After a Cr film is formed over any clear defect on the substrate 7 and the supply of the input gas (Cr(CO)6) 32 is stopped (S208), ozone is fed into the chamber 6 (S209) to switch the atmosphere in the chamber to ozone. Then a laser beam emitted from the laser beam source 1 irradiates the already formed Cr film for 50 seconds at an irradiation intensity of 1000 kW/cm2 (S210). This results in the oxidation of the Cr film formed so as to cover the defective part of the photomask (S211).

The reflectance of the Cr film whose surface has been oxidized is approximately 15% or less, considerably lower than that of an unoxidized Cr film. Therefore, a defect detecting apparatus can be prevented from mistaking any part where a surface-oxidized Cr film is deposited for an uncorrected defect.

It is apparent that the present invention is not limited to the above embodiments but may be modified and changed without departing from the scope and spirit of the present invention.

Patent Citations
Cited PatentFiling datePublication dateApplicantTitle
US4368230 *Mar 5, 1980Jan 11, 1983Vlsi Technology Research AssociationPhotomask
US4440841 *Nov 4, 1981Apr 3, 1984Dai Nippon Insatsu Kabushiki KaishaChemical resistance
US4463073 *Jul 1, 1982Jul 31, 1984Hitachi, Ltd.Method and apparatus for redressing defective photomask
US4609566 *Mar 20, 1985Sep 2, 1986Hitachi, Ltd.Method and apparatus for repairing defects on a photo-mask pattern
US4727234 *Jun 27, 1986Feb 23, 1988Gould Inc.Laser-based system for the total repair of photomasks
US4778693 *Oct 17, 1986Oct 18, 1988Quantronix CorporationPhotolithographic mask repair system
US4806321 *Jul 25, 1985Feb 21, 1989Research Development Corporation Of JapanUse of infrared radiation and an ellipsoidal reflection mirror
US4975252 *May 26, 1989Dec 4, 1990Junichi NishizawaSemiconductor crystal growth apparatus
US5014646 *Mar 22, 1989May 14, 1991Matsushita Electric Industrial Co., Ltd.Method and apparatus for writing oxide film
US5077100 *Oct 17, 1989Dec 31, 1991Microelectronics And Computer Technology CorporationCoating with alloyable metal, exposing to tungsten-bearing gas and irradiating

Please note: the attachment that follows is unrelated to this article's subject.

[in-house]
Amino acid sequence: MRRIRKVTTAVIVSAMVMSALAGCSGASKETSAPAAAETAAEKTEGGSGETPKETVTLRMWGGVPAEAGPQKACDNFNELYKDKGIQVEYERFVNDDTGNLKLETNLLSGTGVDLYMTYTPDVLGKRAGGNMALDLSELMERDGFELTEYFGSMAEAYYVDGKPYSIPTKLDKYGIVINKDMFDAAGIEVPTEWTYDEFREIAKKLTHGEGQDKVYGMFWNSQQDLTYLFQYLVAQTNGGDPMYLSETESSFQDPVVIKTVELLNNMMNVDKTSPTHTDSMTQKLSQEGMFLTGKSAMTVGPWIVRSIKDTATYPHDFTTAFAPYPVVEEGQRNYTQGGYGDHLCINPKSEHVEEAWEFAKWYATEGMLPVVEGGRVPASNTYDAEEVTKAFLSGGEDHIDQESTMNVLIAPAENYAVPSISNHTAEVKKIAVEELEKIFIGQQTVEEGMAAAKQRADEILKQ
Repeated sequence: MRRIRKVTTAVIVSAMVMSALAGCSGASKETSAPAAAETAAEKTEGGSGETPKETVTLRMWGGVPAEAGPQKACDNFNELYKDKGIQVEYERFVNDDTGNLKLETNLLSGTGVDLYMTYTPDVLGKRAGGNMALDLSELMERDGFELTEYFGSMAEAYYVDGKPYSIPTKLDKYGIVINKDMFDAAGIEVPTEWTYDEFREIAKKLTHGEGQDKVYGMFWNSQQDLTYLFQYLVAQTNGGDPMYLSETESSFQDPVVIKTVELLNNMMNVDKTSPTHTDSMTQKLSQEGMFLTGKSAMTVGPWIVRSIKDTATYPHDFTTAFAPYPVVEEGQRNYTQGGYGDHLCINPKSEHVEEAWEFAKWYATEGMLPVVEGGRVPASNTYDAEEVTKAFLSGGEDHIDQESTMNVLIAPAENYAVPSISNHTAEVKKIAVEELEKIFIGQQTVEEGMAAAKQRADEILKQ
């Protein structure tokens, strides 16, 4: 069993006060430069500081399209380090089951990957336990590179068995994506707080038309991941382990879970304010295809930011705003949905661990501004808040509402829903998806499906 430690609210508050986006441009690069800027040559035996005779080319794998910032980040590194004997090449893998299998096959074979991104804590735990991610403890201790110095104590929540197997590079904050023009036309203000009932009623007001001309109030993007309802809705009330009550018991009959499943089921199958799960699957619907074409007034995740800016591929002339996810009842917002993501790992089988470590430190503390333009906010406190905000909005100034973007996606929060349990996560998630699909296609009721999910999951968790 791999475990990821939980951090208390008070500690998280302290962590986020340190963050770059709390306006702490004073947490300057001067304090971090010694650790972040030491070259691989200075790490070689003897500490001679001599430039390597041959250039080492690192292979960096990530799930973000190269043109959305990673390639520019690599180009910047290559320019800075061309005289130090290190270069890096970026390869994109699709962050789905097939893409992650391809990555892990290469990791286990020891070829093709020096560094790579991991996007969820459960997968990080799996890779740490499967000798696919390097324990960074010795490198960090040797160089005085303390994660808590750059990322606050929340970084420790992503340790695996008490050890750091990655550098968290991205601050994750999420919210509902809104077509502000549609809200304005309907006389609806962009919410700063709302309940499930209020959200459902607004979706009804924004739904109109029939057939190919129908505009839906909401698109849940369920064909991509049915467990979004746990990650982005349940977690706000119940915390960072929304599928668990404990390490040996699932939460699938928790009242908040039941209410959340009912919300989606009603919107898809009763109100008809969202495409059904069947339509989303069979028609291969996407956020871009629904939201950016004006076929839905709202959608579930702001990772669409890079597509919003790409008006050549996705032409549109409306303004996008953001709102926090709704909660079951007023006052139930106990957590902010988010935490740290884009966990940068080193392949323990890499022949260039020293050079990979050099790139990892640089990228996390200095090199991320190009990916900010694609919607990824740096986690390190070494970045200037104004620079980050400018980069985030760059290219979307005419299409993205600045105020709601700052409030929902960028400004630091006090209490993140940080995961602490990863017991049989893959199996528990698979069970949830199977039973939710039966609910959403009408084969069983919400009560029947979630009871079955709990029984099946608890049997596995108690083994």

US5276012 *Feb 11, 1992Jan 4, 1994Ngk Spark Plug Co., Ltd.Vapor deposition, crystallographic c-axis parallel to the substrate
US5292418 *Mar 4, 1992Mar 8, 1994Mitsubishi Denki Kabushiki KaishaLocal laser plating apparatus
US5322988 *Jul 27, 1992Jun 21, 1994The United States Of America As Represented By The Secretary Of The NavyEtching with chlorofluorocarbon where laser impinges surface; semiconductors, ceramics
US5472507 *May 6, 1994Dec 5, 1995Hitachi, Ltd.IC wiring connecting method and apparatus
US5705235 *Nov 18, 1994Jan 6, 1998Max-Planck-Gesellschaft Zur Forderung Der Wissenschaften E.V.Decompounding gaseous compound in focus of laser beam
US5885735 *Mar 31, 1997Mar 23, 1999Hitachi, Ltd.Forming a light shielding film with a predetermined configuration on a substrate which is substantially transparent to exposure light; and forming a phase shifter at a side wall of said light shielding film
JPH01124236A * Title not available
Referenced by
Citing PatentFiling datePublication dateApplicantTitle
US6392745 *Jun 13, 2000May 21, 2002American Air Liquide, Inc.Method and apparatus for the fast detection of surface characteristics
US6527867 *May 30, 2000Mar 4, 2003Lsi Logic CorporationMethod for enhancing anti-reflective coatings used in photolithography of electronic devices
US6678304 *Aug 21, 2001Jan 13, 2004Nec CorporationLaser correction method and apparatus
US6926801 *May 14, 2003Aug 9, 2005Laserfront Technologies, Inc.Laser machining method and apparatus
US6969822May 13, 2003Nov 29, 2005Hewlett-Packard Development Company, L.P.Laser micromachining systems
US7270724 *Dec 13, 2000Sep 18, 2007Uvtech Systems, Inc.Scanning plasma reactor
US7371286 *Sep 15, 2004May 13, 2008Laserfront Technologies, Inc.Wiring repair apparatus
US7754999May 13, 2003Jul 13, 2010Hewlett-Packard Development Company, L.P.Laser micromachining and methods of same
US8653410Oct 28, 2005Feb 18, 2014Hewlett-Packard Development Company, L.P.Method of forming substrate for fluid ejection device
Classifications
U.S. Classification118/720, 118/722, 118/715, 118/721
International ClassificationG03F1/72, G03F1/00, H01L21/027, C23C16/04, C23C16/34, C23C16/16
Cooperative ClassificationC23C16/16, G03F1/08, G03F1/0092, C23C16/34, C23C16/047, G03F1/72
European ClassificationG03F1/72, C23C16/16, C23C16/34, C23C16/04F, G03F1/00Z
Legal Events
DateCodeEventDescription
Dec 21, 2004FPExpired due to failure to pay maintenance fee
Effective date: 20041024
Oct 25, 2004LAPSLapse for failure to pay maintenance fees
May 12, 2004REMIMaintenance fee reminder mailed
May 1, 1997ASAssignment
Owner name: NEC CORPORATION, JAPAN
Free format text: ASSIGNMENT OF ASSIGNORS INTEREST;ASSIGNOR:MORISHIGE, YUKIO;REEL/FRAME:008528/0295
Effective date: 19970408